Parents Base Child’s Happiness on Their own Feelings

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  • Parents base child’s happiness on their own feelings: According to a new research from Plymouth University recently published in the Journal of Experimental Child Psychology, parents’ estimation of  their child’s happiness differs significantly from the child’s own assessment of their feelings. The research by psychologists indicates that parents of 10 and 11-year-olds consistently overestimate their child’s happiness, while those with 15 and 16-year-olds were inclined to underestimate. Children’s and adolescents’ happiness has gained considerable attention in recent research, however the potential problems of relying on parental report to assess children’s happiness have been overlooked. As the study lead researcher Dr Lopez Perez explains: “Studying informants’ discrepancies and the relationship between parents’ and children’s self-reports on happiness is vital to determine whether parental report is valid. Being unable to read children’s happiness appropriately may increase misunderstanding between parents and children/adolescents, which has been shown to have negative consequences for parent-child relationships. Furthermore, parents might not be able to provide the appropriate emotional support or attend to their children’s needs accurately.”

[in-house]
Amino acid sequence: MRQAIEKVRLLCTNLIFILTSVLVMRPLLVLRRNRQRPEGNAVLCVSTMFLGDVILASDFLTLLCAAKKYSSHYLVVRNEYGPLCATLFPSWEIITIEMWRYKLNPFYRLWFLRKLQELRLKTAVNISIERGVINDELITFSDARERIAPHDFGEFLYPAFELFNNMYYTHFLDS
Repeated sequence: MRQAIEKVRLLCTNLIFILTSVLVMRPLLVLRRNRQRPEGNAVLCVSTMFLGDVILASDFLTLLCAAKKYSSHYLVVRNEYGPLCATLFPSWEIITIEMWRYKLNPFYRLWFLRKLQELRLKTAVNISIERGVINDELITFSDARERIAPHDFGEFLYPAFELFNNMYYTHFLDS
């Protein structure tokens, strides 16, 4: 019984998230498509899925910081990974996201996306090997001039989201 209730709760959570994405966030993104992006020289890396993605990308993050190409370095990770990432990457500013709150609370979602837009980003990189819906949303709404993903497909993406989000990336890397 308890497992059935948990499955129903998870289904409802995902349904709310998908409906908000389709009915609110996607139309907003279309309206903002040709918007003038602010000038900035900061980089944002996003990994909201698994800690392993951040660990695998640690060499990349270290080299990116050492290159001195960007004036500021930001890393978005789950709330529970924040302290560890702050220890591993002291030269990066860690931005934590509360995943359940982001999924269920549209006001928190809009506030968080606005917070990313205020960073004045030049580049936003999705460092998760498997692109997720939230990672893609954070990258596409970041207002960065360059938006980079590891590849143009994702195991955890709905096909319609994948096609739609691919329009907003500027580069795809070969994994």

• High-risk areas for Lyme disease are expanding: According to a new government study recently published in a CDC’s journal Emerging Infectious Diseases, the geographic areas with high risk of Lyme disease have grown dramatically. The report indicates that today there are 260 counties in 17 states where the number of Lyme disease cases is at least twice what’s expected,which is up from 130 a decade earlier.  As the lead author, Kiersten Kugeler of the Centers for Disease Control and Prevention (CDC) explained: “The risk is expanding, in all directions. The entire state of Connecticut, where the illness was first identified in 1975, has been high-risk for decades. Now, high-risk zones encompass nearly all of Massachusetts and New Hampshire and more than half of Maine and Vermont. Other states that saw expansion of high-risk areas include Virginia, Pennsylvania and New York along the Eastern seaboard, and Iowa, Michigan and Minnesota in the Midwest.” Learn more about Lyme disease and how to protect yourself and your family.

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